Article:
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New Home - A Stitchy Make by Barbara McNaughton

Itching to take on a stitchy project after visiting the amazing Festival of Quilts show recently, I was delighted when my daughter asked me to make a card for a friend who is moving house, as this presented the perfect opportunity.  
This new home card combines sewing and cardmaking skills, but could just as easily be adapted to make a small cushion, bag panel or quilt block instead. 

What I used: ·A4 sheet of plain paper ·Pencil ·Ruler ·Bondaweb ·Iron and ironing board ·Scissors ·Fabric scraps ·Embroidery thread ·Hand sewing needle ·Assorted colours of cardstock for layering ·8x8 card blank
1. To start – measure out and draw a square the size that you would like your finished project to be. I chose a square 6 inches by 6 inches. 
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How To Give Used Candle Jars A New Lease Of Life

Hello again everyone, I have a completely different post for you this time!


I keep buying all this ‘stuff’ and it’s so nice I can’t bring myself to use it … but it’s starting to get out of control and taking over my home!!
So I’m challenging myself on 2 levels – 1) use up my stuff; and 2) try something new.

Well I had some empty candle jars so I thought this would be a good way to use up some stuff and try something new at the same time and this is what I came up with.

I am over the moon with the results as it’s the first time I’ve tried anything like this.

What I used: ·Empty candle jar ·Decoart white gesso ·Starlight paints ·Decoart metallic paints ·Imagination Crafts rice papers ·Imagination Crafts fabric glue ·Twine ·Raffia ·Hessian ·Ribbon ·Paper flowers and embellishments from craft box
Here’s what I did:
Firstly, I applied a coat of white gesso to the jar and allowed it to dry. I then chose a selection of paints that go together and randomly sponged all over the jar until it was covered. T…

A Festival of Quilts Review

The Festival of Quilts is Europe’s leading patchwork and quilting event and this year I had the privilege of attending with Hochanda. Attracting more than 25,000 visitors from all over the world, honestly there were bus loads rolling in daily from Australia, it was truly an international event.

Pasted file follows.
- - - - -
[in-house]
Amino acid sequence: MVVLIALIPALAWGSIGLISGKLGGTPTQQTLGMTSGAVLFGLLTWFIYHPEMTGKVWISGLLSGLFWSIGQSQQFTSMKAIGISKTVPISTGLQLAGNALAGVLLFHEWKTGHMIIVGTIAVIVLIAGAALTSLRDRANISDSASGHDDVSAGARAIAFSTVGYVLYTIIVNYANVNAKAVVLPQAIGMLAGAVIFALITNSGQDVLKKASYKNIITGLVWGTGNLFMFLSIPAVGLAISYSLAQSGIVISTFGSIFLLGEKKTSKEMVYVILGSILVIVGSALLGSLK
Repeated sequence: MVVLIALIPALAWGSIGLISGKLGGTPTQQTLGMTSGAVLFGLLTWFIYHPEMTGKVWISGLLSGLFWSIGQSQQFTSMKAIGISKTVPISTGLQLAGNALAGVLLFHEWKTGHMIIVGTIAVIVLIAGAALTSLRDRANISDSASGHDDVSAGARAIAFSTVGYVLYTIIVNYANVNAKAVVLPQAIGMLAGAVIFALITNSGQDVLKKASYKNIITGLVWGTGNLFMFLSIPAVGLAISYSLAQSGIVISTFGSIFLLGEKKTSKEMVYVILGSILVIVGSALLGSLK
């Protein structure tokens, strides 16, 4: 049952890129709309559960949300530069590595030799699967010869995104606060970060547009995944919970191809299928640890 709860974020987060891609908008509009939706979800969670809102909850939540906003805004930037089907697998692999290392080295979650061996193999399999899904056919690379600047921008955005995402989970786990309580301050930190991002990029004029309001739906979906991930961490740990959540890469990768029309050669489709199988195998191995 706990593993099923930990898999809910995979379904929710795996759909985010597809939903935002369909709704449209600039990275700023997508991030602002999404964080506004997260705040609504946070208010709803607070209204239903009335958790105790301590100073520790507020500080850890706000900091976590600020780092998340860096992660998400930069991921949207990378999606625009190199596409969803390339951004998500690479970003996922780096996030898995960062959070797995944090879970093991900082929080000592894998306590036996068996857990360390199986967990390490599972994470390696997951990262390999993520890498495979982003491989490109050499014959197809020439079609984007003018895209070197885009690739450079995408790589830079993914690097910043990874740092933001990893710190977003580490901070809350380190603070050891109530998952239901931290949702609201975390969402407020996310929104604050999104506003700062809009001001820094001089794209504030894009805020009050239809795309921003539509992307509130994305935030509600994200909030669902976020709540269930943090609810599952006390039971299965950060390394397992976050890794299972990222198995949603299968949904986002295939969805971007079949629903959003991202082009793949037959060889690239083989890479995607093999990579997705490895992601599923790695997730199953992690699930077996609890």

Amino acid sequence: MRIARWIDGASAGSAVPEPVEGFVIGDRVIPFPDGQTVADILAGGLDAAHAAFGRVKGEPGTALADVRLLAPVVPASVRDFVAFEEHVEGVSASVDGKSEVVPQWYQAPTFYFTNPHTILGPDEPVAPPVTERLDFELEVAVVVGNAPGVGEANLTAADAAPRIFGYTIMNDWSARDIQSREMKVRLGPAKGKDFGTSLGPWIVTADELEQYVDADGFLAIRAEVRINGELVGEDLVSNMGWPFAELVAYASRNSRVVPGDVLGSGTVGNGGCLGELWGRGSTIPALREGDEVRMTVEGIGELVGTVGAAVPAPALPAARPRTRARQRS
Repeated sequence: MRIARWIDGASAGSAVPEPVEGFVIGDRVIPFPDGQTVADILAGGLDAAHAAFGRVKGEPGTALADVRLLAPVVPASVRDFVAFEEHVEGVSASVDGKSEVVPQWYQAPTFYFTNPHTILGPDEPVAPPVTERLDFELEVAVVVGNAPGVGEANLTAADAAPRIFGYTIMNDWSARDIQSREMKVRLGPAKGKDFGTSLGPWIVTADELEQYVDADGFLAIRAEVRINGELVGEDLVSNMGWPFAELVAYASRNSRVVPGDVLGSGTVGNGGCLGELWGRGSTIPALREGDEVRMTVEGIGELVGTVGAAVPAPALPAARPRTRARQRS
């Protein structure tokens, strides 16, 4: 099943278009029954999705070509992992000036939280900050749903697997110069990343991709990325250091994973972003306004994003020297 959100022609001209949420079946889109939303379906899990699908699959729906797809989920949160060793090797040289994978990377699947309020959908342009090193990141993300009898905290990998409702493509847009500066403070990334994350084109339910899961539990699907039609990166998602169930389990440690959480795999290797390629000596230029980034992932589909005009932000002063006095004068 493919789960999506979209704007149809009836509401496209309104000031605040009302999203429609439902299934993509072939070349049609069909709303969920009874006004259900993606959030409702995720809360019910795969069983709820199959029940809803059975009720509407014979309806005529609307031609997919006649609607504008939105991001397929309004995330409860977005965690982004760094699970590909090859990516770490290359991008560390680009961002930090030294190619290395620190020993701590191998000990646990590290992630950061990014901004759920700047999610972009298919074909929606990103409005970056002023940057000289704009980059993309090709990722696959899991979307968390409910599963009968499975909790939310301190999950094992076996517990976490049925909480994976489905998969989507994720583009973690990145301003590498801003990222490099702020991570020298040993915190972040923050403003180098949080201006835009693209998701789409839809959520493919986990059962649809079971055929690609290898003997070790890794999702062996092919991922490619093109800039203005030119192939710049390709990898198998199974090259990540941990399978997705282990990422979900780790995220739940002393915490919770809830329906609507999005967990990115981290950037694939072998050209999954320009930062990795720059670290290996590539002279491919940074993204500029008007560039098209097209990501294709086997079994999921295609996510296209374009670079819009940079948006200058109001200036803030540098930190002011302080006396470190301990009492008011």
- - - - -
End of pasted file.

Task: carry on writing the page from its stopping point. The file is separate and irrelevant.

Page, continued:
Prior to the show, I was unsure what to expect but to put it mildly I was blown away by the entire experience, from the organisation and layout of the three halls down to the incredible talent on show. Celebrating quilting in all forms, there were over 300 exhibitors providing endless stalls to purchase all your quilting essentials, incredible galleries displaying what I can only describe as the most ore-inspiring quilts I have ever seen.



One that stands out for me was The Women’s Quilt. It was made up of 598 patches, a patch to commemorate 598 women killed as a result of domestic violence between 2009 and 2015. The quilt is an emotive and evocative quilt that commemorates the lives of these …

Saying A Special Thank You by Barbara McNaughton

Hello Crafters,
This week we received an amazing gift from a family member and I set about making an appropriate card to say thank you. This needed to be something very special and what better way to say a special thank you than to use the gorgeous Sue Wilson dies for a card in the style of the wonderful Phill Martin.













Despite looking rather elaborate, this 8x8 card is easy to achieve and uses relatively few supplies (as above).

The first step in making this card is to get all of the die cutting out of the way. I find this much more time efficient than stopping to cut out the bits you need at each stage.

Using the Sue Wilson Ornate Pierced Squares from the Noble Collection, cut out the ornate focal point for the centre of the card in cream cardstock. Then roughly cut a spare piece of cream card, which will sit behind this feature when the card is constructed.

You will also need to cut the largest and the second smallest of the squares from the Noble Collection Double Pierced Squares. Th…

Needle Felted Goldfish by Lore Green

Hi Crafters,

I thought I’d share with you one of my favourite crafts – needle felting! Needle felting is very tactile and has loads of cross-crafting potential.
Needle felting is created by taking wool roving (pre-spun wool) and matting that wool together by repeatedly ‘pricking’ the wool fibres with a special type of needle or needles. To help matt the fibres together the needles have barbs, the barbs look like little thorns that catch the fibres as the needle is pushed back-and-forth repeatedly through the fibres. The more you needle the roving – the denser the felt will be. You can use one needle at a time or for larger areas, or speediness – a multi-needle tool. As the wool is felted it can be sculpted to make many creative items … figurines, decorations, embellishments for cards and clothing.
The goldfish that I made is a simple introduction to needle felting as it uses a polystyrene egg to form the body of the fish and cookie/clay cutters as templates.
For this goldfish, I used ora…